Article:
Frans Pansier (Trainer)
For 40+ years, Frans Pansier has worked designing, developing, teaching and training advanced power supplies. According to him, challenging the mindset of young engineers is how he draws his energy. His favorite part? Sharing his knowledge and information that people simply can’t get at university – or anywhere else.
Power supplies are probably not something you spend a lot of time thinking about when you purchase a new laptop or TV. Most people just plug them into the power source and never think about them again. In reality, though, power supplies are a crucial part of fueling just about every piece of electronic equipment you own. They do this by taking the full power of the alternating current (AC) input from the grid, known as mains, and converting it into the usable voltage that gives life to electronics.
“Essentially every piece of electronic equipment, with the exception of a very few, needs an AC adaptor, externally or internally, to make use of the energy from the mains,” explains Frans Pansier, former Philips and NXP power supply specialist and High Tech Institute instructor with more than decades of experience in the domain. “Otherwise, the full flow of the 230 volts from the mains would fry the electronics and cause a lot of safety issues.”
Credit: Joyce Caboor
Development of modern power supplies really took off during the 1980s. Led by television technology companies, it was brands like Panasonic, Sony, Siemens and Philips, among a few others, that really made power supplies producible for industrial use. “Back then, every part, piece and component had to be developed in-house, because there were no manufacturers of suitable transformers, capacitors, and so on. There was really no market for that sort of thing at the time, so we had to do it all ourselves,” explains Pansier, who joined the Philips television division in 1986 to spend twenty years developing receivers, power supplies and other power electronics.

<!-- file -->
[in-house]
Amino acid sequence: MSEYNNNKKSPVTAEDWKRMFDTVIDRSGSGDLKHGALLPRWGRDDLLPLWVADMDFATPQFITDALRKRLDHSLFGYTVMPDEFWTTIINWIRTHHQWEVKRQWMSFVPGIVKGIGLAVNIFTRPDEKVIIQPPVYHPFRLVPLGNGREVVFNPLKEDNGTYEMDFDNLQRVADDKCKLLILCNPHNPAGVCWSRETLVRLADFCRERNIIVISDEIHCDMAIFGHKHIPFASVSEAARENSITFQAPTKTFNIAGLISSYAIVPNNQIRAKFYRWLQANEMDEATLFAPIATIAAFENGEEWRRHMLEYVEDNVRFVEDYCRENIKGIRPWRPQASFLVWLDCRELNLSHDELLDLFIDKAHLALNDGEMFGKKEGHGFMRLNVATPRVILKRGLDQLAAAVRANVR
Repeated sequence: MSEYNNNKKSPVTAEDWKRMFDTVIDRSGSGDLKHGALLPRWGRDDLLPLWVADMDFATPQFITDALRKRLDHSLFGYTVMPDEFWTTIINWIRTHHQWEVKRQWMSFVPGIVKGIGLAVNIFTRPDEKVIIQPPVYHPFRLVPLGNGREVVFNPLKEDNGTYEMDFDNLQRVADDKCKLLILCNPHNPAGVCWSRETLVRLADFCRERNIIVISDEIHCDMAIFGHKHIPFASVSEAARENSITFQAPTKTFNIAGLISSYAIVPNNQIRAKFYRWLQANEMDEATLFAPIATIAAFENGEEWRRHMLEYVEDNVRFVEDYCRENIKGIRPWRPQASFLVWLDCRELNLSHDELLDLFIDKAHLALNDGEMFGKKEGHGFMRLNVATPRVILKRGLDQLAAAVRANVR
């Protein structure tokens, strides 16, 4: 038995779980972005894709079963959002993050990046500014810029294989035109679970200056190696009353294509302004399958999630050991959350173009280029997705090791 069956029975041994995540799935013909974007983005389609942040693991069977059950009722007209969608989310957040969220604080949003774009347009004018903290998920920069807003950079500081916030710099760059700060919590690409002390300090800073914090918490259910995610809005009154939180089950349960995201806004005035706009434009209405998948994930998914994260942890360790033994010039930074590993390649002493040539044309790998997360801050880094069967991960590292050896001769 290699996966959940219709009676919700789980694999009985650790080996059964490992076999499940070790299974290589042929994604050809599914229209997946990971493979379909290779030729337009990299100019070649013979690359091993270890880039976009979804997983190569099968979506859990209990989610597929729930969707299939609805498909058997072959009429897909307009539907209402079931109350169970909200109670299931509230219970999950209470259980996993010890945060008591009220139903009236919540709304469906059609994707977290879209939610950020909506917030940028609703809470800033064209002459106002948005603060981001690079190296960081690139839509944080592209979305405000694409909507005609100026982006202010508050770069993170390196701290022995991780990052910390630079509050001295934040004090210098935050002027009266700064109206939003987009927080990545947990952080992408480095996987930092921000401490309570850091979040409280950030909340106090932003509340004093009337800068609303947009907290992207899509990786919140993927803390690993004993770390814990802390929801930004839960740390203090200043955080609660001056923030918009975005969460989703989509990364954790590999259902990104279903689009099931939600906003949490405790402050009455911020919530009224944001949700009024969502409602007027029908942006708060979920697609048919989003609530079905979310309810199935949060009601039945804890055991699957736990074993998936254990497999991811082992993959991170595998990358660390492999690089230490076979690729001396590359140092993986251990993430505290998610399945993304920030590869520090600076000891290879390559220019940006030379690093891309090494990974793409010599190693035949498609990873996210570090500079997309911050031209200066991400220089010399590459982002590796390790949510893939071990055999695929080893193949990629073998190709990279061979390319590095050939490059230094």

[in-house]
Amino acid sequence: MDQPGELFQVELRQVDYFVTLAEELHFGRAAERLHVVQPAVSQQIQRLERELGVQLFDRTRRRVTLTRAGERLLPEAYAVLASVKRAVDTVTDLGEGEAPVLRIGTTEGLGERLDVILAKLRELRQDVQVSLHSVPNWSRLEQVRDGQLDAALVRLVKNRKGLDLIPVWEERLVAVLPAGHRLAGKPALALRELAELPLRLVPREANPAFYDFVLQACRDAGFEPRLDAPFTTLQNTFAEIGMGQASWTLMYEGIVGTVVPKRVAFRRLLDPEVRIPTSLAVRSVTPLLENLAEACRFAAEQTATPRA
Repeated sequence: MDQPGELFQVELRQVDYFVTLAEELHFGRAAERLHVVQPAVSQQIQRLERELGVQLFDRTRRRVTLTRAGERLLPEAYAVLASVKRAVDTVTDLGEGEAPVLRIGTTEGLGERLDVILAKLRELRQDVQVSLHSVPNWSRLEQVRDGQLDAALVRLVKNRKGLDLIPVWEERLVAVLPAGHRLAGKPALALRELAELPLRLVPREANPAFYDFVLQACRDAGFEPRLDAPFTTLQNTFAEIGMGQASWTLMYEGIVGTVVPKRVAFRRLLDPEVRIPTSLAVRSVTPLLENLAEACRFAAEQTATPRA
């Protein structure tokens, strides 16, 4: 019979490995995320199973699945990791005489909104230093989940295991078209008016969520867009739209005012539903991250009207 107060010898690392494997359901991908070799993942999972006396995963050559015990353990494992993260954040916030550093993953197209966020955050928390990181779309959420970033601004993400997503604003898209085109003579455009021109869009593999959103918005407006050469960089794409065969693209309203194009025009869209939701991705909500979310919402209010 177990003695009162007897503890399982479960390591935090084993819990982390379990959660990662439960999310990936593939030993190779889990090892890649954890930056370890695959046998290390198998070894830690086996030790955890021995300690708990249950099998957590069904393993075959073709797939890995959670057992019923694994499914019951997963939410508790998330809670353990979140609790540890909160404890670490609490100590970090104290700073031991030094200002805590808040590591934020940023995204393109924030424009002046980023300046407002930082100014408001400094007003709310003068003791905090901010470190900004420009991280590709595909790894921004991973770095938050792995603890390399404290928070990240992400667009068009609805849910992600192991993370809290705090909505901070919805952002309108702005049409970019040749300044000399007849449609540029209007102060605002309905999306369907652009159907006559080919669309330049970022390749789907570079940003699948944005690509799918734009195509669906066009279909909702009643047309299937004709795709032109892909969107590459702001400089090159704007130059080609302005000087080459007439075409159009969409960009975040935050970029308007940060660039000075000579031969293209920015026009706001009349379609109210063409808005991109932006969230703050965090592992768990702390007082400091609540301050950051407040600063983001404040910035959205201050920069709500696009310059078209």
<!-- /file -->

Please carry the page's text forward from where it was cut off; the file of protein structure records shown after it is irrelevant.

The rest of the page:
Conventional wisdom, perhaps guided by Moore’s Law, would suggest that as electronics continue to advance, newly developed technologies will become more efficient and less costly. However, when it comes to powering these modern technological marvels, wisdom is anything but conventional. In fact, according to Pansier, the information lining the textbooks at technical universities has hardly any relation with reality, and much of what the industry is using today stems from developments out of the Philips consumer electronics division – some forty years ago.
'With power supplies, you get the best performance for the lowest price when you know exactly what you can do with each of the components, and just as importantly, the things you better not do'
With a master’s degree in electrotechnical materials from Delft University of Technology, Pansier was familiar with a full spectrum of electronics components, ranging from semiconductors to magnetics, capacitors and more. But it wasn’t until he got several years of professional experience at Philips that it all came together. “With power supplies, you get the best performance for the lowest price when you know exactly what you can do with each of the components, and just as importantly, the things you better not do,” jokes Pansier. “But let me tell you, there aren’t a whole lot of people in the world that simply have this kind of knowledge.”